Machine learning identifies crater that ejected famous Martian rock
New Curtin-led research has pinpointed the exact home of the oldest and most famous Martian meteorite for the first time ever, offering critical geological clues about the earliest origins of Mars.
Using a multidisciplinary approach involving a machine learning algorithm, the new research—published today in Nature Communications—identified the particular crater on Mars that ejected the so-called Black Beauty meteorite, weighing 320 grams, and paired stones, which were first reported as being found in northern Africa in 2011.
The researchers have named the specific Mars crater after the Pilbara city of Karratha, located more than 1,500km north of Perth in Western Australia, which is home to one of the oldest terrestrial rocks.
Lead author Dr. Anthony Lagain, from Curtin's Space Science and Technology Center in the School of Earth and Planetary Sciences, said the exciting discovery offered never-before-known details about the Martian meteorite NWA 7034, known as "Black Beauty," which is widely studied across the globe. Black Beauty is the only brecciated Martian sample available on Earth, meaning it contains angular fragments of multiple rock types cemented together which is different from all other Martian meteorites that contain single rock types.
"For the first time, we know the geological context of the only brecciated Martian sample available on Earth, 10 years before the NASA's Mars Sample Return mission is set to send back samples collected by the Perseverance rover currently exploring the Jezero crater," Dr. Lagain said.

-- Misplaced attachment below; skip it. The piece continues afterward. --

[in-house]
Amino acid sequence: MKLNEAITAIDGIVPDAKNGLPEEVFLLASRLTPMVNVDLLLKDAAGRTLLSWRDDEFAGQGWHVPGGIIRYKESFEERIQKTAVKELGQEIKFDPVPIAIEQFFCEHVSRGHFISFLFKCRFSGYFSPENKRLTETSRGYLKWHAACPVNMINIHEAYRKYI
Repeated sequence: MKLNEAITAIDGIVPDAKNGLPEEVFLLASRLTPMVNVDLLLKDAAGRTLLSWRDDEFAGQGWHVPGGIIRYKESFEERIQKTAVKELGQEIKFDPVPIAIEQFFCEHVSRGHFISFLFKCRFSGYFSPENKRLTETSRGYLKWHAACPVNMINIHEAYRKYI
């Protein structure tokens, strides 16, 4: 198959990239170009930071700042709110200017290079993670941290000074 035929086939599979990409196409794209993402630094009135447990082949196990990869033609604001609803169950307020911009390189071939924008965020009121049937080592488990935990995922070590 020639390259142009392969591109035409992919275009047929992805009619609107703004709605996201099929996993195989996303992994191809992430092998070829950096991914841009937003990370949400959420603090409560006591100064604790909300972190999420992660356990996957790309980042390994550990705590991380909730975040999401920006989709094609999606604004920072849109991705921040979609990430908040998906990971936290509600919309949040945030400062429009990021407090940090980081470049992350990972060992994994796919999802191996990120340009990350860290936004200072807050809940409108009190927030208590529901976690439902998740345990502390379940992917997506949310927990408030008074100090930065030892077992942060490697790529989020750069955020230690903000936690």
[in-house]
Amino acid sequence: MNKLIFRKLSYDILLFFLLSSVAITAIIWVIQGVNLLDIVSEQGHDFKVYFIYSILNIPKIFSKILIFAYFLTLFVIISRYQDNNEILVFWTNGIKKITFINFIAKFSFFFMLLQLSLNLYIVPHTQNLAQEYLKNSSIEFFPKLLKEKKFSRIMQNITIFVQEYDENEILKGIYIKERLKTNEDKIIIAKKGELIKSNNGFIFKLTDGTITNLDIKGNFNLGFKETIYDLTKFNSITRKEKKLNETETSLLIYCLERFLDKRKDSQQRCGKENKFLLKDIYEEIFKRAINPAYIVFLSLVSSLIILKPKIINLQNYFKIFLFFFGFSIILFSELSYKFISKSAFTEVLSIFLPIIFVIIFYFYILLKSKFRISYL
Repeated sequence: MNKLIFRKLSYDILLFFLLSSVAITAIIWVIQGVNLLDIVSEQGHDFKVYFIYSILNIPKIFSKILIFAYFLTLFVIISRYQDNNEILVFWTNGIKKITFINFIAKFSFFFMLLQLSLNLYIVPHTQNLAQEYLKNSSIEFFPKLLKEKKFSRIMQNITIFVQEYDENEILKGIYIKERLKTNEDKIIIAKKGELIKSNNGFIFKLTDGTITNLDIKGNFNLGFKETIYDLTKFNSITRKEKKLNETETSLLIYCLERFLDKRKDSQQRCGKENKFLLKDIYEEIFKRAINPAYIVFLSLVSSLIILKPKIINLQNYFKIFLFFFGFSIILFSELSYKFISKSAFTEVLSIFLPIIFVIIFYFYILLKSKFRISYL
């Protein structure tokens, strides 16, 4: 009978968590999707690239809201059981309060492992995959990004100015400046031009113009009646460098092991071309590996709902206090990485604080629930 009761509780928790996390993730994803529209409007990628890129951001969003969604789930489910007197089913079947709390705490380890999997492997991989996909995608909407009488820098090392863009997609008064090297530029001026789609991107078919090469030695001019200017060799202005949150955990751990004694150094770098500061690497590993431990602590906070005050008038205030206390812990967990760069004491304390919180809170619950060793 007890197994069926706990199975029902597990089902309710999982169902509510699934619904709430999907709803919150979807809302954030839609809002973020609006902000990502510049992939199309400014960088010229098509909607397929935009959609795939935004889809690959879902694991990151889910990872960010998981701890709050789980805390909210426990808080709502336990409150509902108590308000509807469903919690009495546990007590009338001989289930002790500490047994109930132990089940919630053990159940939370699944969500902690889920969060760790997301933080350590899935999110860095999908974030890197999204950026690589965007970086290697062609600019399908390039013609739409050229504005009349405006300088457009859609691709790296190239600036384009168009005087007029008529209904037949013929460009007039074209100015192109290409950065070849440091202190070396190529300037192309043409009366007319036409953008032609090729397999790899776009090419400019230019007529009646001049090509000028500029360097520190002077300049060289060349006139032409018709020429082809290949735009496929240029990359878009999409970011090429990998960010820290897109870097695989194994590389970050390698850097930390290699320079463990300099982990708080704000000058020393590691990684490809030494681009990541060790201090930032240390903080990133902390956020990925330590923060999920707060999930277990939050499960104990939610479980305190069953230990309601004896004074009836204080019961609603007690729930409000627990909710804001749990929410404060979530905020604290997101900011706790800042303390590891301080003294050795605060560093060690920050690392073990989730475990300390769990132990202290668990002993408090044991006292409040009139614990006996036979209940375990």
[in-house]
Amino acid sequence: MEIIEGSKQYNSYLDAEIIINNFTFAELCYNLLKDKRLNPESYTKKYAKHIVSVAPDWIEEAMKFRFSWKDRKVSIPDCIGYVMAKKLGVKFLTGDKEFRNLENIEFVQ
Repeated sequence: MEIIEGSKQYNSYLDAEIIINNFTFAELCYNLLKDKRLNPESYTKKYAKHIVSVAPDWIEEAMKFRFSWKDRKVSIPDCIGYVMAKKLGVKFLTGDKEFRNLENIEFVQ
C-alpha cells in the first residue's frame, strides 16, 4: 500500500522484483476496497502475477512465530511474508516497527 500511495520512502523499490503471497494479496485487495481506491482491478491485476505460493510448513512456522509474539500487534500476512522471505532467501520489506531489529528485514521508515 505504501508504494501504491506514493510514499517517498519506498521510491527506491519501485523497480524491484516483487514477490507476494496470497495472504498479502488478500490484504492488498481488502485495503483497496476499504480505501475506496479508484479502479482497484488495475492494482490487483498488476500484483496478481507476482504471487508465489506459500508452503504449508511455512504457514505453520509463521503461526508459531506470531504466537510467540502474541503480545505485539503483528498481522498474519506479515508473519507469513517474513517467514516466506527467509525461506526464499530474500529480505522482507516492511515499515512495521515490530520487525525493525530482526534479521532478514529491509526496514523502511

"Finding the region where the 'Black Beauty' meteorite originates is critical because it contains the oldest Martian fragments ever found, aged at 4.48 billion years old, and it shows similarities between Mars' very old crust, aged about 4.53 billion years old, and today's Earth continents. The region we identify as being the source of this unique Martian meteorite sample constitutes a true window into the earliest environment of the planets, including the Earth, which our planet lost because of plate tectonics and erosion."
The discovery was made thanks to an algorithm that was developed in-house at Curtin by an interdisciplinary group that included members the Curtin Institute for Computation and the School of Civil and Mechanical Engineering, as well as the CSIRO and the Australian Space Data Analysis Facility, with funding from the Australian Research Council.
Using one of the fastest supercomputers in the Southern Hemisphere at the Pawsey Supercomputing Research Center, and the Curtin HIVE (Hub for Immersive Visualization and eResearch), researchers analyzed a very large volume of high-resolution planetary images through a machine learning algorithm to detect impact craters.
Co-author Professor Gretchen Benedix, also from Curtin's Space Science and Technology Center in the School of Earth and Planetary Sciences, said this research paved the way to locate the ejection site of other Martian meteorites, in order to create the most exhaustive view of the Red Planet's geological history.
"We are also adapting the algorithm that was used to pinpoint Black Beauty's point of ejection from Mars to unlock other secrets from the moon and Mercury," Professor Benedix said.
"This will help to unravel their geological history and answer burning questions that will help future investigations of the Solar System such as the Artemis program to send humans on the moon by the end of the decade or the BepiColombo mission, in orbit around Mercury in 2025."
The research also involved experts from Paris-Saclay University, Paris Observatory, Muséum National d'Histoire Naturelle, the French National Center for Scientific Research, the Félix Houphouët-Boigny University on the Ivory Coast and Northern Arizona University and Rutgers University in the United States of America.
The full paper, "Early crustal processes revealed by the ejection site of the oldest Martian meteorite," is published in Nature Communications.